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Erica DePasquale, right, presents her research at the College of Medicine's graduate fair. Jarek Meller, PhD, center, is also shown.
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Erica DePasquale, right, presents her research at the College of Medicine's graduate fair. Jarek Meller, PhD, center, is also shown.
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James Wells, PhD, a professor in the Department of Pediatrics and director of basic research in the Division of Endocrinology at Cincinnati Children’s, keynotes Biomedical Research Day at the UC College of Medicine.
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Satish CasieChetty (left) and Andrew Koenig (center), graduate students in the Sumanas Lab in Cincinnati Children's, showing visitors the “animal room” for maintaining mutant strains of zebrafish, used in analyzing formation of the vascular system.
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Chet Closson, facility manager of the Live Microscopy Core in MSB, gives students a tour as part of Biomedical Research Day activities.
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Publish Date: 01/13/17
Media Contact: Cedric Ricks, 513-558-4657
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Biomedical Research Day and Grad Fair Showcase UC and Children's

College students from across the country turned out for the College of Medicine’s annual Biomedical Research Day, Thursday, Jan. 5, 2017, in the Medical Sciences Building. The event highlighted student research and graduate student training opportunities at the College of Medicine and Cincinnati Children’s Hospital Medical Center. Representatives in the college’s graduate programs participated in a morning graduate fair.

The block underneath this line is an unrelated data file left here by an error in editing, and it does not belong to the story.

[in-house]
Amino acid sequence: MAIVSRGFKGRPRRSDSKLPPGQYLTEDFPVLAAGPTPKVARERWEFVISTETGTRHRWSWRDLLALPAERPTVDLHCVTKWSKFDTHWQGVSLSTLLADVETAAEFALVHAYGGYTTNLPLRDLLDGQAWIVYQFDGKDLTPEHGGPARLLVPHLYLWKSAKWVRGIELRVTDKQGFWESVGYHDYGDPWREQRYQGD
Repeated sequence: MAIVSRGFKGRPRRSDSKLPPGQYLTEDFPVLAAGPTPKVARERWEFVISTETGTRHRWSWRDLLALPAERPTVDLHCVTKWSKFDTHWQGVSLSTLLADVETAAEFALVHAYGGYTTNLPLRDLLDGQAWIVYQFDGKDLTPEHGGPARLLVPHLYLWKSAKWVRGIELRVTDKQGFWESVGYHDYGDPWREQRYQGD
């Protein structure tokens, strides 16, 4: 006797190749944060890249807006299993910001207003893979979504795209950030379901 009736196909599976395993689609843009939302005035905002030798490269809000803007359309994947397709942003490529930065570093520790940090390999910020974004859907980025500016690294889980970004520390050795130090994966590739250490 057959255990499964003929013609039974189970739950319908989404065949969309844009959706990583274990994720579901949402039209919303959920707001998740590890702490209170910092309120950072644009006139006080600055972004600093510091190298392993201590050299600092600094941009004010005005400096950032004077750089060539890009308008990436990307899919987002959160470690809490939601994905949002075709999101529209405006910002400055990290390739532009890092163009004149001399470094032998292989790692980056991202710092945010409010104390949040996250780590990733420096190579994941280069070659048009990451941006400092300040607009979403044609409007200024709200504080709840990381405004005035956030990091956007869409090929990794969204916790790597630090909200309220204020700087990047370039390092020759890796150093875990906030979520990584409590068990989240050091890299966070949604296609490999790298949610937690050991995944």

Dean William Ball introduced James Wells, PhD, a professor in the Department of Pediatrics and director of basic research in the Division of Endocrinology at Cincinnati Children’s, who offered a keynote address "Growing Mini Human Organs in a Dish: New Avenues for Research and Future Therapies.” Participants during the day’s events also toured laboratories and research teams at UC and Cincinnati Children’s which investigate stem cells and organoids, the development of vasculature in zebrafish, genomics and epigenomics, proteomics and protein structure by X-ray crystallography.

Several cutting-edging facilities for microscopy and whole body nuclear magnetic resonance imaging were also part of the tour. Students interested in pursuing graduate or professional studies at UC had various opportunities to speak with leaders in graduate programs and the medical scientist training program.


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